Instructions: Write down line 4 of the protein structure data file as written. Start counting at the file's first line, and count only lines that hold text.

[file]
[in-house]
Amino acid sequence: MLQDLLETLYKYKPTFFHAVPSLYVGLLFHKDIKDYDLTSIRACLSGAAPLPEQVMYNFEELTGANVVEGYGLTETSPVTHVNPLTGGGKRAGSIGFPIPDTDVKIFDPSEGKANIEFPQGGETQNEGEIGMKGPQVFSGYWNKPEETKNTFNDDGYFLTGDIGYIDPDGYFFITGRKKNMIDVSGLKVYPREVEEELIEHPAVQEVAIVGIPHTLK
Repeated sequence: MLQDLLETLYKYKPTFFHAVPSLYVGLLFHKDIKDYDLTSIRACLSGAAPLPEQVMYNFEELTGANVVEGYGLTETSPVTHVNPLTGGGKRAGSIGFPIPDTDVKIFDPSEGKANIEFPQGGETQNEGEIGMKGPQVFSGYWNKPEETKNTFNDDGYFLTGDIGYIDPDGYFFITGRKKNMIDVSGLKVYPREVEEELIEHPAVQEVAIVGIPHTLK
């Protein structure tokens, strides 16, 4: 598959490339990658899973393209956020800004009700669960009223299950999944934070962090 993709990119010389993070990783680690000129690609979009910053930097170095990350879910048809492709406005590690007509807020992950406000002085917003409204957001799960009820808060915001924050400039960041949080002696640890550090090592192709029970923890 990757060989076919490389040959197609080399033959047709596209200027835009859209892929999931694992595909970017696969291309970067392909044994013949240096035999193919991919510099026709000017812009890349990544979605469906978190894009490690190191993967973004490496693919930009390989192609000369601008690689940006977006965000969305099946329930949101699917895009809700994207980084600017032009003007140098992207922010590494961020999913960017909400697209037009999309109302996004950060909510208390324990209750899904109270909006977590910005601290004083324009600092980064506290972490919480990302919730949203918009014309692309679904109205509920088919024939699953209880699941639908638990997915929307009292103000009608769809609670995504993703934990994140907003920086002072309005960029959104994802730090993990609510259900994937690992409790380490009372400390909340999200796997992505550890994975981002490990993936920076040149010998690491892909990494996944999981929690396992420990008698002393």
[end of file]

């Protein structure tokens, strides 16, 4: 598959490339990658899973393209956020800004009700669960009223299950999944934070962090 993709990119010389993070990783680690000129690609979009910053930097170095990350879910048809492709406005590690007509807020992950406000002085917003409204957001799960009820808060915001924050400039960041949080002696640890550090090592192709029970923890 990757060989076919490389040959197609080399033959047709596209200027835009859209892929999931694992595909970017696969291309970067392909044994013949240096035999193919991919510099026709000017812009890349990544979605469906978190894009490690190191993967973004490496693919930009390989192609000369601008690689940006977006965000969305099946329930949101699917895009809700994207980084600017032009003007140098992207922010590494961020999913960017909400697209037009999309109302996004950060909510208390324990209750899904109270909006977590910005601290004083324009600092980064506290972490919480990302919730949203918009014309692309679904109205509920088919024939699953209880699941639908638990997915929307009292103000009608769809609670995504993703934990994140907003920086002072309005960029959104994802730090993990609510259900994937690992409790380490009372400390909340999200796997992505550890994975981002490990993936920076040149010998690491892909990494996944999981929690396992420990008698002393």